From the beginning of the year we have submitted three proposals for the Horizon2020 programme. The approach that was taken at the end of the last year was to map the potential calls and go from there. There are three ways of how we usually proceed:
- writing a concept note and building the consortium by reaching out to potential partners
- “recycling” and strenghtening some of the previous applications
- responding to requests for partners we receive (mostly from showing the interest for a particular call on the participants portal).
As the first part of the year was quite busy for @alberto, we didn’t have the capacity to start from writing many concept notes and finally we followed the process under points 2. and 3.
We’ve spent quite some time trying to recycle previously submitted EPICS application and adapt it to the Swafs 27-2020 call (Hands-on citizen science and frugal innovation). Finally, it turned out this call would require too much modifications of the previous idea as "the intended citizen science activities should result in novel means of social inclusion”. This was quite different and also due to the lack of capacity we didn’t go through with it.
This left me with the process under the point no.3. How this looks like is:
- we receive the request to get in touch and a few words about the project idea.
- if it sounds solid and interesting, we get back to this person requesting more information and a document outlining the concept.
- from that point, together with Alberto we respond to the request by a short document describing how we see our role in the project and how we can contribute. We always try to stick as much as possible to the “standard” workpackage and simply adapt to the topic, which I find is a good approach since it doesn’t require much effort. The adaptability of our methodology is a strenght.
- then starts the negotiation in which our input is incorporated in the proposal and we discuss the budget.
This seems to be the easiest way to get in the consortium. But, it also means we often have little control in the writing process. This can result with our tasks being written by some consultancy agency, and our efforts translated in the budget are underestimated - because we have never got the chance to fully explain the complexity of our approach. It looks “attractive” and it gets integrated in the proposal in an “artificial” way.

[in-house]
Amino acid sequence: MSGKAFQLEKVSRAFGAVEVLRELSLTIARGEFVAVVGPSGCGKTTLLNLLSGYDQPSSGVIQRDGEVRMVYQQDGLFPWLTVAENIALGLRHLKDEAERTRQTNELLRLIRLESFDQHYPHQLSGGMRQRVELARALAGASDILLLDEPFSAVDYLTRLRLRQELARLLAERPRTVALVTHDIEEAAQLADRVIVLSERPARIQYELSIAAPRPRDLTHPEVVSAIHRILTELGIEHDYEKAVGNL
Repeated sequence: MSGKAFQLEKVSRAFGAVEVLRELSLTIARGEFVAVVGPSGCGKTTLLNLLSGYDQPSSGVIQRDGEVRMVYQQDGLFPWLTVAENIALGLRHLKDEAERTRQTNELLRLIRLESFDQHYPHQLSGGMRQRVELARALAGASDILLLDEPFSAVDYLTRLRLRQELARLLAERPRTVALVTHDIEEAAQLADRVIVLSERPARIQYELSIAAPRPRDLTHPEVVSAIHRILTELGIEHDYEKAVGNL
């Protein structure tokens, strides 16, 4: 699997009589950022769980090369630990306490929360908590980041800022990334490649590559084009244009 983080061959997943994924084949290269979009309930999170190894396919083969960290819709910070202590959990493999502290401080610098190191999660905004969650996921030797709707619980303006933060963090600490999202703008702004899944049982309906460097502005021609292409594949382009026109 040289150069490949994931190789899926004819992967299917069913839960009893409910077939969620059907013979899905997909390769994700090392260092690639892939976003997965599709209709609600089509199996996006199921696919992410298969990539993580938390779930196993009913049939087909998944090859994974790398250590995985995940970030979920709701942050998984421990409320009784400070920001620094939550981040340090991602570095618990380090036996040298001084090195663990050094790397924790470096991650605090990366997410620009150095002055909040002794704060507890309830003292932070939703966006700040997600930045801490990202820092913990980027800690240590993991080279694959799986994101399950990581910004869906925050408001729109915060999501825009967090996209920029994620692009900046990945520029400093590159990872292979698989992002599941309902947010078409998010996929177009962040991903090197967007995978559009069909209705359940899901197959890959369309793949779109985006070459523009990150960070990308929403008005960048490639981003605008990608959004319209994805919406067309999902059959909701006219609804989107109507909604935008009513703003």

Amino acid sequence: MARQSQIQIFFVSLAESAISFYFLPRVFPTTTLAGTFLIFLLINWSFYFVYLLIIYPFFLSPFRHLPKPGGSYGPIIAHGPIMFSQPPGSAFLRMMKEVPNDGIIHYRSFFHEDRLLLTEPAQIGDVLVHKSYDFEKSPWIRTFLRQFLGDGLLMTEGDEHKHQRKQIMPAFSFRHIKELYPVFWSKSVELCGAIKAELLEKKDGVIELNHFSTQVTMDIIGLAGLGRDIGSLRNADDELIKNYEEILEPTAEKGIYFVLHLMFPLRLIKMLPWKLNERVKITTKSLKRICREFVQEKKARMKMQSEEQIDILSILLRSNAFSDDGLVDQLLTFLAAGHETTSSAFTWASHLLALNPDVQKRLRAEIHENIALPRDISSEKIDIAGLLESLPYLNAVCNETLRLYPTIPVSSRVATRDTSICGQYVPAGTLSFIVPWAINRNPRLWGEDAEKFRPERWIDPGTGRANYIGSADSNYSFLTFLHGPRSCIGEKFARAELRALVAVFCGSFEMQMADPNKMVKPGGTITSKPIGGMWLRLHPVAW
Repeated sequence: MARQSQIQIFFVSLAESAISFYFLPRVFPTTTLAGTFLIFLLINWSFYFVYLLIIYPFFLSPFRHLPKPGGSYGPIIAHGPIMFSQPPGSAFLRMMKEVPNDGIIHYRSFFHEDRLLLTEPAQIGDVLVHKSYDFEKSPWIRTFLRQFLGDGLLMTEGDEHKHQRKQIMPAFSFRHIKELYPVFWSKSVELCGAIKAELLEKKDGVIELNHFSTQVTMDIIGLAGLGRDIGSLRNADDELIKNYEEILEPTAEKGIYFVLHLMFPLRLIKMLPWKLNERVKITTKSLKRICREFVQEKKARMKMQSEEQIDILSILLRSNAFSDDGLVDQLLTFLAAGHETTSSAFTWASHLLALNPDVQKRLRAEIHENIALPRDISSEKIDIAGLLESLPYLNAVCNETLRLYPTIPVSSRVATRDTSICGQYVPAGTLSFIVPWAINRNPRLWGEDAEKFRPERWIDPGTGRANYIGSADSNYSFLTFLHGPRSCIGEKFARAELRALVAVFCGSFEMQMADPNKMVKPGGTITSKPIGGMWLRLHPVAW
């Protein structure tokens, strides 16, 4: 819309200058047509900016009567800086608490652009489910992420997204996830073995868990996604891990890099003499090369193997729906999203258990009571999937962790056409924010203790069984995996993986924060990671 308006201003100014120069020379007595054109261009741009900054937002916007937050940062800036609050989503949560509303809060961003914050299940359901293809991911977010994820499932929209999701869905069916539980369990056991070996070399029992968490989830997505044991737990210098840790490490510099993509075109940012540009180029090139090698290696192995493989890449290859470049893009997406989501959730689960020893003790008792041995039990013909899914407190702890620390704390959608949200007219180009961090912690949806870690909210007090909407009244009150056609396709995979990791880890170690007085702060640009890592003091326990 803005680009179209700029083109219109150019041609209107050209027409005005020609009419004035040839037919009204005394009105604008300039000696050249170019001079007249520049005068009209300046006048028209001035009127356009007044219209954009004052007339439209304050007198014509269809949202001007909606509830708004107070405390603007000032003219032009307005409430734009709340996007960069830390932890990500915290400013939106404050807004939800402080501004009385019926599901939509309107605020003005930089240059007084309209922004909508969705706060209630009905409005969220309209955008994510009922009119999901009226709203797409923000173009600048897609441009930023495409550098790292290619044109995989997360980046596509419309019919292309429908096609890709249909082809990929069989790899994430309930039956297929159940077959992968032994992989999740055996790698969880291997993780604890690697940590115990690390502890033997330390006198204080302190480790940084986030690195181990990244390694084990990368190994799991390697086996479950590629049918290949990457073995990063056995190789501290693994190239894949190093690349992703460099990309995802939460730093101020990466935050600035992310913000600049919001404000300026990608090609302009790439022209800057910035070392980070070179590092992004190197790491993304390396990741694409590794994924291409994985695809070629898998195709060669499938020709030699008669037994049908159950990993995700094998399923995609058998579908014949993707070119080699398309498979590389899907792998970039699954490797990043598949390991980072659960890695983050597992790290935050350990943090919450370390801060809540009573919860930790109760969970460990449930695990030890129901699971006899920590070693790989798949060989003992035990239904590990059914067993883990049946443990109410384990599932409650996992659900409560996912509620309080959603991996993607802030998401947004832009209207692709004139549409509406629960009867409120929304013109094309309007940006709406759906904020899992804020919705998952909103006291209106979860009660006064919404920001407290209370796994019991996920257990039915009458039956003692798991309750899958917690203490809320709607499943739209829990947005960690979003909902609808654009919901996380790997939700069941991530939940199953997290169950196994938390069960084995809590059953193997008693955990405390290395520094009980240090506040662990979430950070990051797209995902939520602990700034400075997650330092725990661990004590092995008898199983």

We participated in the following:
GOVERNANCE 21-2020 (Developing deliberative and participatory democracies
through experimentation): “Making the Citizens Voice Heard” (VOICE) project. 13 partners in total, led by the Hellenic Mediterranean University (Greece). Our budget: 168,5k. Documents here.
CE-SC5-25-2020 (Understanding the transition to a circular economy and its
implications on the environment, economy and society): “leading the TRansion of the European Automotive SUpply chain towards a circulaR futurE” (TREASURE) project. 12 partners in total, led by the Politecnico di Milano. Two-stage application (so no budget at this point). Documents here.
- NMBP-38-2020 (Citizens and industrial technologies): Bringing together SOCiety and KETs (SOCKET) project. 8 partners in total, led by European Federation for Welding, Joining and Cutting, Belgium. Our budget: 251,3k. This was the application in which we were the most involved in writing and were able to communicate quite well with the coordinators.
All in all, it was a good experiment as it gives me a clearer idea on how to proceed in future.
A while ago, I suggested a dedicated website for the RezNet. The reason is: one of my tasks is to reach out to potential partners. I write an e-mail, explain our methodology, point to the ongoing projects, to the Zenodo article on SSNA, to the Graphryder…to the partners who never heard of us, this can be overwhelming. The percentage of those who actually dedicate their time to go through the article and try to handle the Graphryder is low. Also, people coming to the platform, they see a lot is going on, but what does it all mean? How can it work for their project?
A nice website could resolve this. Not a lot of text, more visuals and clear explanation of how everything works. This can be something we present to the outside world.
I think it has to be divided in two parts (meaning showcasing two workpackages):
- our standard WP with launching an online conversation and using the SSNA. We demostrate this on one previous and two ongoing projects. Here the potential partners understand the meaning behind each task and can easily imagine this being replicated to suit their project. Somehow, we fix the “price” and agree that we do not accept projects in which we cannot have the solid budget we need.
- the new WP - instead, we offer another option for a lower budget (again fixed internally so we make sure we can deliver). This is good if we are proceeding as described under the point 3 because usually there are a lot of partners and the budgets are not much negotiable. In terms of content, it is what @hugi suggested: the SSNA based tool to increase value added from events in terms of better documentation and better networking for participants. We visualize this, if possible showing some examples.
@owen what would be the procedure to build something like this?